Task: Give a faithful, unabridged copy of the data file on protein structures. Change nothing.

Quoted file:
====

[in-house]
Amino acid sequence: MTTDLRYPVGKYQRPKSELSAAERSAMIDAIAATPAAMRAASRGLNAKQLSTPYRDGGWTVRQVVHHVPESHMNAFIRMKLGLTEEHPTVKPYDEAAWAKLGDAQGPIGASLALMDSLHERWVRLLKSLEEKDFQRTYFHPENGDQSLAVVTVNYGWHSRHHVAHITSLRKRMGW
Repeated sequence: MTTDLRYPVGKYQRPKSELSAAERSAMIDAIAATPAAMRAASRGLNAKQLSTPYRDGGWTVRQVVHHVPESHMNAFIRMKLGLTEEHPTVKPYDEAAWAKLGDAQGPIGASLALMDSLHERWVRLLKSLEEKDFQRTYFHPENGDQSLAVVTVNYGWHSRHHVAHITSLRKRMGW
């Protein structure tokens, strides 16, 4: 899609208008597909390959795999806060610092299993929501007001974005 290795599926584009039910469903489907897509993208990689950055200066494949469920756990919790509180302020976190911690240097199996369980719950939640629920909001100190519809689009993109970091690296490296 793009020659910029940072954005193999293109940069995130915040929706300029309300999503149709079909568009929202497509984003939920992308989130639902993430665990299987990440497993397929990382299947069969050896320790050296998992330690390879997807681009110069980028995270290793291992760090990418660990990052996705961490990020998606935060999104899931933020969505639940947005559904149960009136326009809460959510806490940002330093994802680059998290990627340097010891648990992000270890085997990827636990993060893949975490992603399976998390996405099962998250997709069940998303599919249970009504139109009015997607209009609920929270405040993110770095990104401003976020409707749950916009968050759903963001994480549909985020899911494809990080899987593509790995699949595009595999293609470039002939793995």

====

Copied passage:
[in-house]
Amino acid sequence: MTTDLRYPVGKYQRPKSELSAAERSAMIDAIAATPAAMRAASRGLNAKQLSTPYRDGGWTVRQVVHHVPESHMNAFIRMKLGLTEEHPTVKPYDEAAWAKLGDAQGPIGASLALMDSLHERWVRLLKSLEEKDFQRTYFHPENGDQSLAVVTVNYGWHSRHHVAHITSLRKRMGW
Repeated sequence: MTTDLRYPVGKYQRPKSELSAAERSAMIDAIAATPAAMRAASRGLNAKQLSTPYRDGGWTVRQVVHHVPESHMNAFIRMKLGLTEEHPTVKPYDEAAWAKLGDAQGPIGASLALMDSLHERWVRLLKSLEEKDFQRTYFHPENGDQSLAVVTVNYGWHSRHHVAHITSLRKRMGW
């Protein structure tokens, strides 16, 4: 899609208008597909390959795999806060610092299993929501007001974005 290795599926584009039910469903489907897509993208990689950055200066494949469920756990919790509180302020976190911690240097199996369980719950939640629920909001100190519809689009993109970091690296490296 793009020659910029940072954005193999293109940069995130915040929706300029309300999503149709079909568009929202497509984003939920992308989130639902993430665990299987990440497993397929990382299947069969050896320790050296998992330690390879997807681009110069980028995270290793291992760090990418660990990052996705961490990020998606935060999104899931933020969505639940947005559904149960009136326009809460959510806490940002330093994802680059998290990627340097010891648990992000270890085997990827636990993060893949975490992603399976998390996405099962998250997709069940998303599919249970009504139109009015997607209009609920929270405040993110770095990104401003976020409707749950916009968050759903963001994480549909985020899911494809990080899987593509790995699949595009595999293609470039002939793995």